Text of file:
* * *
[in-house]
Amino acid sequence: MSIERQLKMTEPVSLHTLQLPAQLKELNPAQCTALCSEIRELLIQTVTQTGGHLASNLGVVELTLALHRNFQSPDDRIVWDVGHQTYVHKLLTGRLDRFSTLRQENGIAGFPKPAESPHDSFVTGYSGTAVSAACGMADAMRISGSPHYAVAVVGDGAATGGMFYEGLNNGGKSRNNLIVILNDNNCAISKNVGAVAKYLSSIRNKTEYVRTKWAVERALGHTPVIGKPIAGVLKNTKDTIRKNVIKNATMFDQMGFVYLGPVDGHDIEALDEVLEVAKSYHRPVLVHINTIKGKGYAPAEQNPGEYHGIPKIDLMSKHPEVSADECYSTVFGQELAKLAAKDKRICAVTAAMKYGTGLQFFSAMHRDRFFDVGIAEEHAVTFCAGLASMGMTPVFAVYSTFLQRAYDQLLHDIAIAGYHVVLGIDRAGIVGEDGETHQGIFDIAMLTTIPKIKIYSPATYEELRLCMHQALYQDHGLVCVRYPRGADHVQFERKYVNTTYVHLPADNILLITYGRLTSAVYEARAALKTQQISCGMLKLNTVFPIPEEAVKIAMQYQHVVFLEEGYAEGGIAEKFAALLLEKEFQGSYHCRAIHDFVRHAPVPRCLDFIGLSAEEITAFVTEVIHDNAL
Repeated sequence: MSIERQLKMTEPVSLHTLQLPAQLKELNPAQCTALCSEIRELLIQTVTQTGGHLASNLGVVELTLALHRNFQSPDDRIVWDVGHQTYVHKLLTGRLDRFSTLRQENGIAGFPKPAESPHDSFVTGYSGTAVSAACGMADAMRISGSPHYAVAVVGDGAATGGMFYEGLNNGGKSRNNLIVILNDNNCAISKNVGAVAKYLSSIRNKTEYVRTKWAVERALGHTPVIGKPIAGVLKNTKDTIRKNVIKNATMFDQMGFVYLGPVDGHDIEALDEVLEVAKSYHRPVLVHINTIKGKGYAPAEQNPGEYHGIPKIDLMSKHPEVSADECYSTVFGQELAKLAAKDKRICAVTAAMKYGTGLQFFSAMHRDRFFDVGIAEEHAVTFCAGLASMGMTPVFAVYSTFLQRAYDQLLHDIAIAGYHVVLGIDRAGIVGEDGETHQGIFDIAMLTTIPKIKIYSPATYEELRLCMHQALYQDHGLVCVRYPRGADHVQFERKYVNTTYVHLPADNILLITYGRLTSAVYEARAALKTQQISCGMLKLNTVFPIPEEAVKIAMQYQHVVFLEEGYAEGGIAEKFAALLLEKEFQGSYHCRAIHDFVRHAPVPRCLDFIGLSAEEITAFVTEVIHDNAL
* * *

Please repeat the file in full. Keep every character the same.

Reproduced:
[in-house]
Amino acid sequence: MSIERQLKMTEPVSLHTLQLPAQLKELNPAQCTALCSEIRELLIQTVTQTGGHLASNLGVVELTLALHRNFQSPDDRIVWDVGHQTYVHKLLTGRLDRFSTLRQENGIAGFPKPAESPHDSFVTGYSGTAVSAACGMADAMRISGSPHYAVAVVGDGAATGGMFYEGLNNGGKSRNNLIVILNDNNCAISKNVGAVAKYLSSIRNKTEYVRTKWAVERALGHTPVIGKPIAGVLKNTKDTIRKNVIKNATMFDQMGFVYLGPVDGHDIEALDEVLEVAKSYHRPVLVHINTIKGKGYAPAEQNPGEYHGIPKIDLMSKHPEVSADECYSTVFGQELAKLAAKDKRICAVTAAMKYGTGLQFFSAMHRDRFFDVGIAEEHAVTFCAGLASMGMTPVFAVYSTFLQRAYDQLLHDIAIAGYHVVLGIDRAGIVGEDGETHQGIFDIAMLTTIPKIKIYSPATYEELRLCMHQALYQDHGLVCVRYPRGADHVQFERKYVNTTYVHLPADNILLITYGRLTSAVYEARAALKTQQISCGMLKLNTVFPIPEEAVKIAMQYQHVVFLEEGYAEGGIAEKFAALLLEKEFQGSYHCRAIHDFVRHAPVPRCLDFIGLSAEEITAFVTEVIHDNAL
Repeated sequence: MSIERQLKMTEPVSLHTLQLPAQLKELNPAQCTALCSEIRELLIQTVTQTGGHLASNLGVVELTLALHRNFQSPDDRIVWDVGHQTYVHKLLTGRLDRFSTLRQENGIAGFPKPAESPHDSFVTGYSGTAVSAACGMADAMRISGSPHYAVAVVGDGAATGGMFYEGLNNGGKSRNNLIVILNDNNCAISKNVGAVAKYLSSIRNKTEYVRTKWAVERALGHTPVIGKPIAGVLKNTKDTIRKNVIKNATMFDQMGFVYLGPVDGHDIEALDEVLEVAKSYHRPVLVHINTIKGKGYAPAEQNPGEYHGIPKIDLMSKHPEVSADECYSTVFGQELAKLAAKDKRICAVTAAMKYGTGLQFFSAMHRDRFFDVGIAEEHAVTFCAGLASMGMTPVFAVYSTFLQRAYDQLLHDIAIAGYHVVLGIDRAGIVGEDGETHQGIFDIAMLTTIPKIKIYSPATYEELRLCMHQALYQDHGLVCVRYPRGADHVQFERKYVNTTYVHLPADNILLITYGRLTSAVYEARAALKTQQISCGMLKLNTVFPIPEEAVKIAMQYQHVVFLEEGYAEGGIAEKFAALLLEKEFQGSYHCRAIHDFVRHAPVPRCLDFIGLSAEEITAFVTEVIHDNAL